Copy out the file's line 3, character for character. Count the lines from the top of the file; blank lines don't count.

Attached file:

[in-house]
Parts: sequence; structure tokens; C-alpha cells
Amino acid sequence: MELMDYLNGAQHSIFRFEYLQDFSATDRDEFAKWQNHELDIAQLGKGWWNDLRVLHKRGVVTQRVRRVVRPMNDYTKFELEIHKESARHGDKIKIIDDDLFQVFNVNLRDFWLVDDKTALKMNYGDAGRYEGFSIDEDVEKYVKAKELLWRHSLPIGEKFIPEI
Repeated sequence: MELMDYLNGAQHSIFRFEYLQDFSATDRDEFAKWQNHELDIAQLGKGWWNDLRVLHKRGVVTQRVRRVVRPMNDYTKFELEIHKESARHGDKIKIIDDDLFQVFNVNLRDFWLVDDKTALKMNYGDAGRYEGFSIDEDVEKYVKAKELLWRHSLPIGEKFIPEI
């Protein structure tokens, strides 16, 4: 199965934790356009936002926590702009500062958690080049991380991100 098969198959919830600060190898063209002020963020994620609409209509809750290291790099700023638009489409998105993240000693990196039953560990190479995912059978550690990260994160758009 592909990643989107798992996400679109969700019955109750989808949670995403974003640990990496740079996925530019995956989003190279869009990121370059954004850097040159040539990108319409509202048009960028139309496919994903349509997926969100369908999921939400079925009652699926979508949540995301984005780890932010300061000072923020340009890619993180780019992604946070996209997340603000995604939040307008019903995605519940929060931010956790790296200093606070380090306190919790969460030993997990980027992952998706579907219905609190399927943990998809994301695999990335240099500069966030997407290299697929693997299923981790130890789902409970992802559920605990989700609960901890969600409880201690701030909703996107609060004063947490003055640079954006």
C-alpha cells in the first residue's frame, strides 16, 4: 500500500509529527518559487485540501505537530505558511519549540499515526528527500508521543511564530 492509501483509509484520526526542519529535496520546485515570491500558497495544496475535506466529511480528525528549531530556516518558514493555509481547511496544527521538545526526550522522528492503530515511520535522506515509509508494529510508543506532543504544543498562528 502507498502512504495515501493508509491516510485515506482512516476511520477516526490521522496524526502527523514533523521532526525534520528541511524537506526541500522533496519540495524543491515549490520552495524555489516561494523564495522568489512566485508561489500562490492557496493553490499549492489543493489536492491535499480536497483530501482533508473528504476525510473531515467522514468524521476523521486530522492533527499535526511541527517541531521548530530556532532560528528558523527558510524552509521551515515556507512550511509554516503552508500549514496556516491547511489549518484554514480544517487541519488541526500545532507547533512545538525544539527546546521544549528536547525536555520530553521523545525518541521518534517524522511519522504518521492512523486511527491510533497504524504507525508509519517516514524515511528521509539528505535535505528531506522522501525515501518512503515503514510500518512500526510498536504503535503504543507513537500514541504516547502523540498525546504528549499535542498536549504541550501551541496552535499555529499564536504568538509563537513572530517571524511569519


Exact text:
Amino acid sequence: MELMDYLNGAQHSIFRFEYLQDFSATDRDEFAKWQNHELDIAQLGKGWWNDLRVLHKRGVVTQRVRRVVRPMNDYTKFELEIHKESARHGDKIKIIDDDLFQVFNVNLRDFWLVDDKTALKMNYGDAGRYEGFSIDEDVEKYVKAKELLWRHSLPIGEKFIPEI